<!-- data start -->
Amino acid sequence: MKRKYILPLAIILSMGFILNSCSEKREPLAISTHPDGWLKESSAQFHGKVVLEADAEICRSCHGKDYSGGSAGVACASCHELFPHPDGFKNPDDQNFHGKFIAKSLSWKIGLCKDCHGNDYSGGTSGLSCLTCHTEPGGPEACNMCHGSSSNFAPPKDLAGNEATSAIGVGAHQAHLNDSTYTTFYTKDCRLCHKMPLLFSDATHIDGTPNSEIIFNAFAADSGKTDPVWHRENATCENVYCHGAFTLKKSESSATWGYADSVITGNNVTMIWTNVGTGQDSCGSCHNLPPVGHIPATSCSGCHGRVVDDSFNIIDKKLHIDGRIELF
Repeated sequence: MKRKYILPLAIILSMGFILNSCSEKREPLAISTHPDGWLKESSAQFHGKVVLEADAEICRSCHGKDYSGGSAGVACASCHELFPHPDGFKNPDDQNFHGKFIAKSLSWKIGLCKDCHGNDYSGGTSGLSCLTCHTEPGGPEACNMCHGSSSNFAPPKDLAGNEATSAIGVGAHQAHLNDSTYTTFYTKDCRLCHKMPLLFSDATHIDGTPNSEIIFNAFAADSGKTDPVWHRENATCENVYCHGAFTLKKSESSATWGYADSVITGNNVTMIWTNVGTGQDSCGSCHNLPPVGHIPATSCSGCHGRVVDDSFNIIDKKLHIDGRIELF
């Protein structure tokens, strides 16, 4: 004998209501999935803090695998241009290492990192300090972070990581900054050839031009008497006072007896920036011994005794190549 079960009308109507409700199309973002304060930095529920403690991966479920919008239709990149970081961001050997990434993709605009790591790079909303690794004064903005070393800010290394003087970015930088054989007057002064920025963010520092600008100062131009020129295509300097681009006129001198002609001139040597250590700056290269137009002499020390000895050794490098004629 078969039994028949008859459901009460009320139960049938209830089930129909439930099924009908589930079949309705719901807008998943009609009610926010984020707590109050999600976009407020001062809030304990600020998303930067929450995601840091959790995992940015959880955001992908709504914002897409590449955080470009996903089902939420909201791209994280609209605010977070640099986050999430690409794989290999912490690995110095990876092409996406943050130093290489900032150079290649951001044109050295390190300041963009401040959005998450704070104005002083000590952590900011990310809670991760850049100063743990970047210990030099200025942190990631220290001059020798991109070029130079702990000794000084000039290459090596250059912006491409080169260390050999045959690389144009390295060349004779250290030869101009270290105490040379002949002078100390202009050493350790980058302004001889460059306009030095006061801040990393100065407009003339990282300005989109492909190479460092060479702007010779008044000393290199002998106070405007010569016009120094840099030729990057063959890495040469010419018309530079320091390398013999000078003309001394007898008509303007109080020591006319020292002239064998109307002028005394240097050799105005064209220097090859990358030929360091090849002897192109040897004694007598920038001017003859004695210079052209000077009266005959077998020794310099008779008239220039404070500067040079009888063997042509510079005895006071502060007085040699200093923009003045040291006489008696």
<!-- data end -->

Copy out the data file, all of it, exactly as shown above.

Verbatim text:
Amino acid sequence: MKRKYILPLAIILSMGFILNSCSEKREPLAISTHPDGWLKESSAQFHGKVVLEADAEICRSCHGKDYSGGSAGVACASCHELFPHPDGFKNPDDQNFHGKFIAKSLSWKIGLCKDCHGNDYSGGTSGLSCLTCHTEPGGPEACNMCHGSSSNFAPPKDLAGNEATSAIGVGAHQAHLNDSTYTTFYTKDCRLCHKMPLLFSDATHIDGTPNSEIIFNAFAADSGKTDPVWHRENATCENVYCHGAFTLKKSESSATWGYADSVITGNNVTMIWTNVGTGQDSCGSCHNLPPVGHIPATSCSGCHGRVVDDSFNIIDKKLHIDGRIELF
Repeated sequence: MKRKYILPLAIILSMGFILNSCSEKREPLAISTHPDGWLKESSAQFHGKVVLEADAEICRSCHGKDYSGGSAGVACASCHELFPHPDGFKNPDDQNFHGKFIAKSLSWKIGLCKDCHGNDYSGGTSGLSCLTCHTEPGGPEACNMCHGSSSNFAPPKDLAGNEATSAIGVGAHQAHLNDSTYTTFYTKDCRLCHKMPLLFSDATHIDGTPNSEIIFNAFAADSGKTDPVWHRENATCENVYCHGAFTLKKSESSATWGYADSVITGNNVTMIWTNVGTGQDSCGSCHNLPPVGHIPATSCSGCHGRVVDDSFNIIDKKLHIDGRIELF
């Protein structure tokens, strides 16, 4: 004998209501999935803090695998241009290492990192300090972070990581900054050839031009008497006072007896920036011994005794190549 079960009308109507409700199309973002304060930095529920403690991966479920919008239709990149970081961001050997990434993709605009790591790079909303690794004064903005070393800010290394003087970015930088054989007057002064920025963010520092600008100062131009020129295509300097681009006129001198002609001139040597250590700056290269137009002499020390000895050794490098004629 078969039994028949008859459901009460009320139960049938209830089930129909439930099924009908589930079949309705719901807008998943009609009610926010984020707590109050999600976009407020001062809030304990600020998303930067929450995601840091959790995992940015959880955001992908709504914002897409590449955080470009996903089902939420909201791209994280609209605010977070640099986050999430690409794989290999912490690995110095990876092409996406943050130093290489900032150079290649951001044109050295390190300041963009401040959005998450704070104005002083000590952590900011990310809670991760850049100063743990970047210990030099200025942190990631220290001059020798991109070029130079702990000794000084000039290459090596250059912006491409080169260390050999045959690389144009390295060349004779250290030869101009270290105490040379002949002078100390202009050493350790980058302004001889460059306009030095006061801040990393100065407009003339990282300005989109492909190479460092060479702007010779008044000393290199002998106070405007010569016009120094840099030729990057063959890495040469010419018309530079320091390398013999000078003309001394007898008509303007109080020591006319020292002239064998109307002028005394240097050799105005064209220097090859990358030929360091090849002897192109040897004694007598920038001017003859004695210079052209000077009266005959077998020794310099008779008239220039404070500067040079009888063997042509510079005895006071502060007085040699200093923009003045040291006489008696």